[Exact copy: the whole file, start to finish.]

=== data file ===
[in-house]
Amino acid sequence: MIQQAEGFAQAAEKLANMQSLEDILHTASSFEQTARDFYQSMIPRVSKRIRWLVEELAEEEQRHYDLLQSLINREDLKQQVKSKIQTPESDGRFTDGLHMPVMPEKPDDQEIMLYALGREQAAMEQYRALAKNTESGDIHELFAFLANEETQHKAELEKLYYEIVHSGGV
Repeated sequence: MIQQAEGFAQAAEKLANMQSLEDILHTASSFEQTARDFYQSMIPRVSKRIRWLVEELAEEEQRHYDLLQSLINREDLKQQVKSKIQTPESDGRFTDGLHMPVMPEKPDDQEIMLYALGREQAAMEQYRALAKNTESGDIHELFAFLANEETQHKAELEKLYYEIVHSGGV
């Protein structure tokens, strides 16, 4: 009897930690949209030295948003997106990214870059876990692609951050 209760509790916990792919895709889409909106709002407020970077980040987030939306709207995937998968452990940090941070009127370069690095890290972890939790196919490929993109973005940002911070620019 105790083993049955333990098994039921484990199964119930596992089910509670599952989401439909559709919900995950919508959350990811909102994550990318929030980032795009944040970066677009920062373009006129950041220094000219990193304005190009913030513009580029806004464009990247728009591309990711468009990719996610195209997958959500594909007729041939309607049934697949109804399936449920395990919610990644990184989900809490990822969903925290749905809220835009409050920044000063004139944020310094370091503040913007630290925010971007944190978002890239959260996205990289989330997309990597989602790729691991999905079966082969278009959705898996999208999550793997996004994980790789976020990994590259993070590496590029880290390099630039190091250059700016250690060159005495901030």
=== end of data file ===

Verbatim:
[in-house]
Amino acid sequence: MIQQAEGFAQAAEKLANMQSLEDILHTASSFEQTARDFYQSMIPRVSKRIRWLVEELAEEEQRHYDLLQSLINREDLKQQVKSKIQTPESDGRFTDGLHMPVMPEKPDDQEIMLYALGREQAAMEQYRALAKNTESGDIHELFAFLANEETQHKAELEKLYYEIVHSGGV
Repeated sequence: MIQQAEGFAQAAEKLANMQSLEDILHTASSFEQTARDFYQSMIPRVSKRIRWLVEELAEEEQRHYDLLQSLINREDLKQQVKSKIQTPESDGRFTDGLHMPVMPEKPDDQEIMLYALGREQAAMEQYRALAKNTESGDIHELFAFLANEETQHKAELEKLYYEIVHSGGV
């Protein structure tokens, strides 16, 4: 009897930690949209030295948003997106990214870059876990692609951050 209760509790916990792919895709889409909106709002407020970077980040987030939306709207995937998968452990940090941070009127370069690095890290972890939790196919490929993109973005940002911070620019 105790083993049955333990098994039921484990199964119930596992089910509670599952989401439909559709919900995950919508959350990811909102994550990318929030980032795009944040970066677009920062373009006129950041220094000219990193304005190009913030513009580029806004464009990247728009591309990711468009990719996610195209997958959500594909007729041939309607049934697949109804399936449920395990919610990644990184989900809490990822969903925290749905809220835009409050920044000063004139944020310094370091503040913007630290925010971007944190978002890239959260996205990289989330997309990597989602790729691991999905079966082969278009959705898996999208999550793997996004994980790789976020990994590259993070590496590029880290390099630039190091250059700016250690060159005495901030």